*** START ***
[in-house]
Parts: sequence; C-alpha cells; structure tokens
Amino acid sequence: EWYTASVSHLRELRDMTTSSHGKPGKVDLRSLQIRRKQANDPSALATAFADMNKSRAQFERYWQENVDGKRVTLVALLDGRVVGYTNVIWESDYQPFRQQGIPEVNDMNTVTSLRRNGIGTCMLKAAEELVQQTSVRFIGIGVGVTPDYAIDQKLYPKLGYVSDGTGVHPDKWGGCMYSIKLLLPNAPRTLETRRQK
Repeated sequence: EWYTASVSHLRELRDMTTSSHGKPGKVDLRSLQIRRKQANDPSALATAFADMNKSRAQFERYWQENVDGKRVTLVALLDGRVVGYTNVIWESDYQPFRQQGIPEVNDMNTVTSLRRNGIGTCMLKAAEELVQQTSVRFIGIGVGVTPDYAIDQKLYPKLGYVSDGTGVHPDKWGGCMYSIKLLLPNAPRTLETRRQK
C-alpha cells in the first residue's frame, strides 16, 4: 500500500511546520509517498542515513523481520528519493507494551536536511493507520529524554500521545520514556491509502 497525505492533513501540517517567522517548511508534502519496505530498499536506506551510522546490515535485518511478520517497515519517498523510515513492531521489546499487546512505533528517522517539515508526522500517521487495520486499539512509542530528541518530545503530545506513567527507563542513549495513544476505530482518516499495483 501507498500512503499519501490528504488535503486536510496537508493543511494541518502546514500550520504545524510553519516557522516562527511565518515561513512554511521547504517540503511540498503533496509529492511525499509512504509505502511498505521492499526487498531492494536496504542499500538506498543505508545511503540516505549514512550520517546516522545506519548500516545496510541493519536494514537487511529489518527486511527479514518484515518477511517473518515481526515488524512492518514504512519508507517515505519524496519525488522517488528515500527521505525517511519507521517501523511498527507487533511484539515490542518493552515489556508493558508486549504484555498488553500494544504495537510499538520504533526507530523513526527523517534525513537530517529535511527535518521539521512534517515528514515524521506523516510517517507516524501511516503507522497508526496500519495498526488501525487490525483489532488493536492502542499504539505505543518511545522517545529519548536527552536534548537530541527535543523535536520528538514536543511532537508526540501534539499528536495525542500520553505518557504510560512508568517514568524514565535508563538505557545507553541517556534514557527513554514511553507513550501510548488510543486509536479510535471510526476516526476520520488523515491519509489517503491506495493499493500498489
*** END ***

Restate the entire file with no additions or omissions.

[in-house]
Parts: sequence; C-alpha cells; structure tokens
Amino acid sequence: EWYTASVSHLRELRDMTTSSHGKPGKVDLRSLQIRRKQANDPSALATAFADMNKSRAQFERYWQENVDGKRVTLVALLDGRVVGYTNVIWESDYQPFRQQGIPEVNDMNTVTSLRRNGIGTCMLKAAEELVQQTSVRFIGIGVGVTPDYAIDQKLYPKLGYVSDGTGVHPDKWGGCMYSIKLLLPNAPRTLETRRQK
Repeated sequence: EWYTASVSHLRELRDMTTSSHGKPGKVDLRSLQIRRKQANDPSALATAFADMNKSRAQFERYWQENVDGKRVTLVALLDGRVVGYTNVIWESDYQPFRQQGIPEVNDMNTVTSLRRNGIGTCMLKAAEELVQQTSVRFIGIGVGVTPDYAIDQKLYPKLGYVSDGTGVHPDKWGGCMYSIKLLLPNAPRTLETRRQK
C-alpha cells in the first residue's frame, strides 16, 4: 500500500511546520509517498542515513523481520528519493507494551536536511493507520529524554500521545520514556491509502 497525505492533513501540517517567522517548511508534502519496505530498499536506506551510522546490515535485518511478520517497515519517498523510515513492531521489546499487546512505533528517522517539515508526522500517521487495520486499539512509542530528541518530545503530545506513567527507563542513549495513544476505530482518516499495483 501507498500512503499519501490528504488535503486536510496537508493543511494541518502546514500550520504545524510553519516557522516562527511565518515561513512554511521547504517540503511540498503533496509529492511525499509512504509505502511498505521492499526487498531492494536496504542499500538506498543505508545511503540516505549514512550520517546516522545506519548500516545496510541493519536494514537487511529489518527486511527479514518484515518477511517473518515481526515488524512492518514504512519508507517515505519524496519525488522517488528515500527521505525517511519507521517501523511498527507487533511484539515490542518493552515489556508493558508486549504484555498488553500494544504495537510499538520504533526507530523513526527523517534525513537530517529535511527535518521539521512534517515528514515524521506523516510517517507516524501511516503507522497508526496500519495498526488501525487490525483489532488493536492502542499504539505505543518511545522517545529519548536527552536534548537530541527535543523535536520528538514536543511532537508526540501534539499528536495525542500520553505518557504510560512508568517514568524514565535508563538505557545507553541517556534514557527513554514511553507513550501510548488510543486509536479510535471510526476516526476520520488523515491519509489517503491506495493499493500498489